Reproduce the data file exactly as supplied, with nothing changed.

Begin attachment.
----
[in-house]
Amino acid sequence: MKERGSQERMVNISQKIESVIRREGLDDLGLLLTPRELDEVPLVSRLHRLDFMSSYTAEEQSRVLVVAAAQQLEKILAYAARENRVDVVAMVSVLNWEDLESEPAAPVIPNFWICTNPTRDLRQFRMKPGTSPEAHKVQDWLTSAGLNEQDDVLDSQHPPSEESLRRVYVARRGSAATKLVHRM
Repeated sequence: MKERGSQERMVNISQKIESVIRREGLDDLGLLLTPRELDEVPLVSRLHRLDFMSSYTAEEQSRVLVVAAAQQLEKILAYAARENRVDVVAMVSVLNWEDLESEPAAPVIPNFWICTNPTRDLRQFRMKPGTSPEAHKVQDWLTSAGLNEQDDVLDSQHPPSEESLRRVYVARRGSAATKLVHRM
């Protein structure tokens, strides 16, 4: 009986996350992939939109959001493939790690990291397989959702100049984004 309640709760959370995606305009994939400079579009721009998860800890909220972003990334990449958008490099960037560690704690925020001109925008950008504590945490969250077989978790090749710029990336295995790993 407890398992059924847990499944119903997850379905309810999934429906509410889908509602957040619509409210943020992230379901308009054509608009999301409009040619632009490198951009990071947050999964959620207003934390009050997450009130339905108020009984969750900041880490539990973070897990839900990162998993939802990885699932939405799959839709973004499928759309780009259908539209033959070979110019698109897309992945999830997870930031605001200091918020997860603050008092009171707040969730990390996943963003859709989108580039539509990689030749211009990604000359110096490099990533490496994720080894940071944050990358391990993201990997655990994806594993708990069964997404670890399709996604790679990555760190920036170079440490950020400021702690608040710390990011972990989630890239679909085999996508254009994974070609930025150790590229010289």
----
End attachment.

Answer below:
[in-house]
Amino acid sequence: MKERGSQERMVNISQKIESVIRREGLDDLGLLLTPRELDEVPLVSRLHRLDFMSSYTAEEQSRVLVVAAAQQLEKILAYAARENRVDVVAMVSVLNWEDLESEPAAPVIPNFWICTNPTRDLRQFRMKPGTSPEAHKVQDWLTSAGLNEQDDVLDSQHPPSEESLRRVYVARRGSAATKLVHRM
Repeated sequence: MKERGSQERMVNISQKIESVIRREGLDDLGLLLTPRELDEVPLVSRLHRLDFMSSYTAEEQSRVLVVAAAQQLEKILAYAARENRVDVVAMVSVLNWEDLESEPAAPVIPNFWICTNPTRDLRQFRMKPGTSPEAHKVQDWLTSAGLNEQDDVLDSQHPPSEESLRRVYVARRGSAATKLVHRM
């Protein structure tokens, strides 16, 4: 009986996350992939939109959001493939790690990291397989959702100049984004 309640709760959370995606305009994939400079579009721009998860800890909220972003990334990449958008490099960037560690704690925020001109925008950008504590945490969250077989978790090749710029990336295995790993 407890398992059924847990499944119903997850379905309810999934429906509410889908509602957040619509409210943020992230379901308009054509608009999301409009040619632009490198951009990071947050999964959620207003934390009050997450009130339905108020009984969750900041880490539990973070897990839900990162998993939802990885699932939405799959839709973004499928759309780009259908539209033959070979110019698109897309992945999830997870930031605001200091918020997860603050008092009171707040969730990390996943963003859709989108580039539509990689030749211009990604000359110096490099990533490496994720080894940071944050990358391990993201990997655990994806594993708990069964997404670890399709996604790679990555760190920036170079440490950020400021702690608040710390990011972990989630890239679909085999996508254009994974070609930025150790590229010289």